Recession fears and rising interest rates created caution in the commercial market. Lenders pulled back and, so far, 2023 has seen the slowest growth since 2011.
NEW YORK – When the Federal Reserve started hiking interest rates in the first half of 2022 and concerns about a recession increased, banks, insurance companies and other commercial property lenders began pulling back on commercial real-estate lending.
With Treasury bond yields rising significantly since early August, creditors are even more hesitant to lend. Trepp reports that, so far this year, just $28.2 billion of loans converted into commercial mortgage-backed securities have been issued, marking a low not seen since 2011.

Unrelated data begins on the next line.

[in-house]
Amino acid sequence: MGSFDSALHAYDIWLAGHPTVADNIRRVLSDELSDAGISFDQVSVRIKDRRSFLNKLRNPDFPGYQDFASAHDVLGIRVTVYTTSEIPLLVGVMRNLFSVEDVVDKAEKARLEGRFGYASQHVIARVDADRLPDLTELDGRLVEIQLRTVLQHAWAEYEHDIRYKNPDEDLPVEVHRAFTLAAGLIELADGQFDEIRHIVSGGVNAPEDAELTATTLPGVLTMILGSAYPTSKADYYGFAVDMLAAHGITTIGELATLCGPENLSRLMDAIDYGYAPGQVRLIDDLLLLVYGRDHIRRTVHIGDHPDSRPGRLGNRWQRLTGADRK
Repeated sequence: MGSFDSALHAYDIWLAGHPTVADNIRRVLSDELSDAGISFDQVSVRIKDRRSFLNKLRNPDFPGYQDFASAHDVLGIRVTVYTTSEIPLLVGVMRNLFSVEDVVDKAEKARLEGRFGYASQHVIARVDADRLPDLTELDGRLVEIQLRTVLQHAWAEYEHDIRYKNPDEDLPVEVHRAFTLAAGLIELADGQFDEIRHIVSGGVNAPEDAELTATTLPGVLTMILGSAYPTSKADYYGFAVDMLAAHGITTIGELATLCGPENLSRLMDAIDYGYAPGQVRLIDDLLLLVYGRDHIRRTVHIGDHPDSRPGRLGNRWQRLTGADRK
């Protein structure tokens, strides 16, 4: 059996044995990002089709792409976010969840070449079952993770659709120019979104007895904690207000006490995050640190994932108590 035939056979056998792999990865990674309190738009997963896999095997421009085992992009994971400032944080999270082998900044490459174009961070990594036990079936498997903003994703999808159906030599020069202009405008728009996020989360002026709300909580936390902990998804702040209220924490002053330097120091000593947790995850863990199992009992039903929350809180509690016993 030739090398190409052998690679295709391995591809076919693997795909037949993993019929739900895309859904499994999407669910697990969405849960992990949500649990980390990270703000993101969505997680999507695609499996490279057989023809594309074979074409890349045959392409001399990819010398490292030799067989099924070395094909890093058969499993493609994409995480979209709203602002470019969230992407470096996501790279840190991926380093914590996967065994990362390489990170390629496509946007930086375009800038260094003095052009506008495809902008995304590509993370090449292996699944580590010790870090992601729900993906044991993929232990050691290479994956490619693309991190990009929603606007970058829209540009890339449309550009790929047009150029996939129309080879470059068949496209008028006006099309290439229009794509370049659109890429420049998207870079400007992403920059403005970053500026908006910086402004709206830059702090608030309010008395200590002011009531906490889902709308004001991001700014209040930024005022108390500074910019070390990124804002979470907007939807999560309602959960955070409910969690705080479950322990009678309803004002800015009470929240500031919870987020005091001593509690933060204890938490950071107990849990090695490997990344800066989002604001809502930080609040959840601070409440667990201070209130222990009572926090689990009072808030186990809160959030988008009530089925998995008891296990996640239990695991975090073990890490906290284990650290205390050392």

In the second quarter of 2023, the overall commercial property debt market, including banks, commercial mortgage securities and nonbank lenders, rose less than 1%, which Trepp’s Matthew Anderson says was the lowest increase since the first quarter of 2014.
Forced to refinance expiring loans at substantially higher rates, office owners have been hit hardest, but the change has had an impact across all commercial markets. Elevated interest rates have weakened investor interest in buying or developing property, and that has contributed to a decline in lending.
According to MSCI Real Assets, U.S. commercial property purchases totaled $89.2 billion in the third quarter of 2023, down 53% from the year-ago quarter.
Source: Wall Street Journal (10/31/23) Grant, Peter
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